Scientists have recently revealed that so many animals will go extinct in the next 50 years that it will take our planet around 3 million years to recover.
Humans are exterminating animal and plant species so quickly that the built-in defense mechanism of nature, evolution, cannot keep up.
This is according to a new study led by scientists from the University of Aarhus, Denmark, who have calculated that, if current conservation efforts do not improve, many mammal species will become extinct over the next five decades, so nature will need between 3 and 5 million years to recover.
According to experts, our planet has witnessed five global disorders in the last 450 million years when the environment on Earth changed so drastically that most of Earth’s plant and animal species became extinct.
After each mass extinction, evolution has slowly filled in the gaps with new species.
The Sixth Mass Extinction
The sixth mass extinction is happening as you are reading this, but this time the extinctions are not being caused by natural disasters; They are the fault of humans.
If mammals diversify at their normal rate, it will still take them between 5-7 million years to restore biodiversity to their level before modern humans evolve, and 3 to 5 million years only to reach current levels of biodiversity, according to the analysis published in ‘Proceedings of the National Academy of Sciences’.
Scientists used an extensive database of mammals, which includes not only the species that still exist but also the hundreds of species that lived in the recent past and became extinct as ‘Homo sapiens’ spread throughout the world.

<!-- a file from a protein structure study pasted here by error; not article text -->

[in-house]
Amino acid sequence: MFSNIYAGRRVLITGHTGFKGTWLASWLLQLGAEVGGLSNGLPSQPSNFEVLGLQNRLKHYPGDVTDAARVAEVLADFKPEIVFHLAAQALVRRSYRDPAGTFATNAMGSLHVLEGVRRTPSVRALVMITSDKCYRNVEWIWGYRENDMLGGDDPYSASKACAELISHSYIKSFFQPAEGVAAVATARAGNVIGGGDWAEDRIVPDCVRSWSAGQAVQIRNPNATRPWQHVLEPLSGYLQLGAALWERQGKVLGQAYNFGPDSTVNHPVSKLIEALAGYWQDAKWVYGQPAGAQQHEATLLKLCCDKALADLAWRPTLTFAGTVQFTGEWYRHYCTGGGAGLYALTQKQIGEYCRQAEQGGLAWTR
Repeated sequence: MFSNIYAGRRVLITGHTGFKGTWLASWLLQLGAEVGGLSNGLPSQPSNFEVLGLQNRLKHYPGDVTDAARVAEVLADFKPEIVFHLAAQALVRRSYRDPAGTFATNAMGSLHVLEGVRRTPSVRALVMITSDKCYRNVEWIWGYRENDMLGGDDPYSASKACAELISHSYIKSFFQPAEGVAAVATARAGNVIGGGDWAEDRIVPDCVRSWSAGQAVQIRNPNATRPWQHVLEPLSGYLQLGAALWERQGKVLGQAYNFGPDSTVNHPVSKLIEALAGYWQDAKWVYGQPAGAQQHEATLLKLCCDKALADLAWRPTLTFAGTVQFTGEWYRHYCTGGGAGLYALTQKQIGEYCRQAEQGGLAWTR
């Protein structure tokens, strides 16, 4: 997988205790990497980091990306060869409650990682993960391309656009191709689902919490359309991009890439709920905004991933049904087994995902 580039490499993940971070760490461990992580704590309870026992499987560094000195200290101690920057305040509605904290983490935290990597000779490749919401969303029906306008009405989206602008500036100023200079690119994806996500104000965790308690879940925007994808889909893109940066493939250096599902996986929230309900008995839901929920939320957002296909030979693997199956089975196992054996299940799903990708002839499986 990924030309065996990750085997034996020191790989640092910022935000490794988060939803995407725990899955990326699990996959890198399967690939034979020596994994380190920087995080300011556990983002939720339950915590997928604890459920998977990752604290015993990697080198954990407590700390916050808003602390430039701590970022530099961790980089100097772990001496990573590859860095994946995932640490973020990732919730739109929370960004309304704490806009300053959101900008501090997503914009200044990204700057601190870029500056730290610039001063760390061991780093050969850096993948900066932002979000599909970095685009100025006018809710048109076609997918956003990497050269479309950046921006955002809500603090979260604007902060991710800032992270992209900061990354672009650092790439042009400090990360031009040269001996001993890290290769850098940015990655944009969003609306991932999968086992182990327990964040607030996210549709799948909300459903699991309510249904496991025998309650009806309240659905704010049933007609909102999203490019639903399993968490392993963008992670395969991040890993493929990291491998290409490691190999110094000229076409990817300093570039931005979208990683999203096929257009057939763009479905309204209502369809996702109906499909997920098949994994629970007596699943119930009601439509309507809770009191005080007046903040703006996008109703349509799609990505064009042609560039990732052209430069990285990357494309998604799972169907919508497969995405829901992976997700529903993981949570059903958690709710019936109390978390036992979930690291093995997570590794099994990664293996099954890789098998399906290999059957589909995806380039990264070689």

This meant that researchers had the ability to study the total impact of our species on other mammals.
However, it is noteworthy to mention that certain extinct animals, such as the leopard-like Australian marsupial lion ‘Thylacoleo’, or the strange South American ‘Macrauchenia’, were distinct evolutionary lineages and had only a few close relatives.
When these animals became extinct, they took with them entire branches of the evolutionary tree of life.
Not only were these species lost, but we also lost the unique ecological functions and the millions of years of evolutionary history they represented.
“Large mammals, or megafaunas, such as giant sloths and saber-toothed tigers, which became extinct about 10,000 years ago, were highly evolutionarily distinct,” Davis said in a press release. “Since they had few close relatives, their extinctions meant that entire branches of Earth’s evolutionary tree were chopped off.”
He added that “there are hundreds of species of shrews, so they can withstand some extinctions, there were only four species of saber-toothed tigers, they all became extinct.”
“We now live in a world that is becoming increasingly impoverished of large wild mammalian species,” Jens-Christian Svenning, an Aarhus University professor who researches megafauna, said in the press release.
“The few remaining giants, such as rhinos and elephants, are in danger of being wiped out very rapidly.”